Steve Waugh's Test. The Old Trafford duel that saw the Aussies pull level will be remembered that way, no matter that Shane Warne had his own share of the limelight. In sticking it out when all around him were falling and giving Australia respectability after they chose to bat, Waugh showed once again the fighting spirit which one associated with several members of the squad who played under Allan Border, the man who slowly resuscitated an Australian squad which had gone to pieces under Kim Hughes.
Spectacular is not an adjective that one can apply to a man like Waugh. That is reserved for his twin. Workman-like fits the bill better. So does professional. He does not look like he is enjoying it much out in the middle but there is in him the will to succeed and do well by his team. And he is most likely to come up with his best when the chips are down, when the rest have thrown in the towel and the cause seems lost. He is a man for a crisis and one is strongly reminded of the way in which Border often grimly guided his team from what appeared to be a losing position to one of strength.
Had Australia fallen for less than 200 in the first innings -- as seemed more than possible had Waugh not played that sterling knock -- England would definitely have come up with a better reply. What was important about Waugh's knock was the way he stuck it out. He stood there and refused to go succumbing to the domino effect the way the others had. England's weakness lies in being unable to deliver that last killer blow and Waugh stayed there long enough to nullify the attack. Then the rebuilding began. He showed courage in battling back and inspired Reiffel to stay with him.
To me, the Test was won mentally at this point itself. Despite having been knocked for a six in the first Test, the Aussies had shown that they would not give in. There were indications of this in the first Test itself when Mark Taylor fought back bravely; Waugh completed the process, one which showed the old enemy that this was a side which now considered itself in with more than just an even chance. Thereafter a lot of things fell into place. The inspiration which Waugh had provided was enough.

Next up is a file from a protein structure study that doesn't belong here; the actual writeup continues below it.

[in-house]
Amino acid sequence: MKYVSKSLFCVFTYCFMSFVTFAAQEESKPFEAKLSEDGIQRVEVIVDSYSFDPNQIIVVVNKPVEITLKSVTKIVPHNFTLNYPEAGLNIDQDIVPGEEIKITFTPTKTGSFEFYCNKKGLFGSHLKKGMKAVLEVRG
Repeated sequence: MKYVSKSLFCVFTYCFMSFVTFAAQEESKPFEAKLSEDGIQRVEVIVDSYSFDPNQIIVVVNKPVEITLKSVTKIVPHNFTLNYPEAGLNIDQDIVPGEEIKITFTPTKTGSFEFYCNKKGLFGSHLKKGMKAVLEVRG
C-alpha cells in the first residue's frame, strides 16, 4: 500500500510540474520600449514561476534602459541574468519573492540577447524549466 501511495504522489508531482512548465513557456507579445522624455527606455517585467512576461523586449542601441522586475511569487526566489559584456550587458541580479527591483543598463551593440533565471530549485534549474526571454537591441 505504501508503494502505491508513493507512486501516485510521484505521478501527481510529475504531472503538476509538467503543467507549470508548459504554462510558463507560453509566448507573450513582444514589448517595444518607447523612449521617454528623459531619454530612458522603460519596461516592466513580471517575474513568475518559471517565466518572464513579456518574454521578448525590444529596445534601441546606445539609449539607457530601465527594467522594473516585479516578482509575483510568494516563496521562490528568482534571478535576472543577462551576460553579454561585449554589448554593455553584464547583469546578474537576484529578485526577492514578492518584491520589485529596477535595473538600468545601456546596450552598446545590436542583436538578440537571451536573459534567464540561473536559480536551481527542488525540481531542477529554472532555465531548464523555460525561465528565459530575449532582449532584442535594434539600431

There have been quetsions hanging over Warne on this tour; some have written him off. After his showing in the first innings, there was no such talk. The tabloids were silenced; the broadsheets saw doom on the horizon. The sting had been taken out of England and while any lead would have sufficed, the fact that it was nearly a third of the Australian total put a further mental burden on England. The second innings showed that Australia had broken their spirit; the fight had gone out of them.
After this it was a matter of time. Had England been set 225 to win, it would have been sufficient. But they were so badly mentally outplayed by this time, that they found themselves really up against it and when the time came to chase or survive, there was a lot of time to last and far too many runs to get. Had Waugh failed in Australia's second innings, it wouldn't have mattered. Somebody else would have come good; the team was rejuvenated. He had done his part, pulled Australia from being on the fringe to a position from which they could not lose. His second hundred meant that Australia were set up for a big win.
Taylor's task has now been made all that much easier. Even three drawn matches will be enough, though he is not a man who likes to see matches end without a result. As far as Waugh is concerned, he has more than justified his promotion to vice-captain. He has helped turn around a team which was showing signs of being jaded after all the travel and endless cricket of the past 12 months. Australian cricket is fortunate that it has such doughty fighters to turn things around.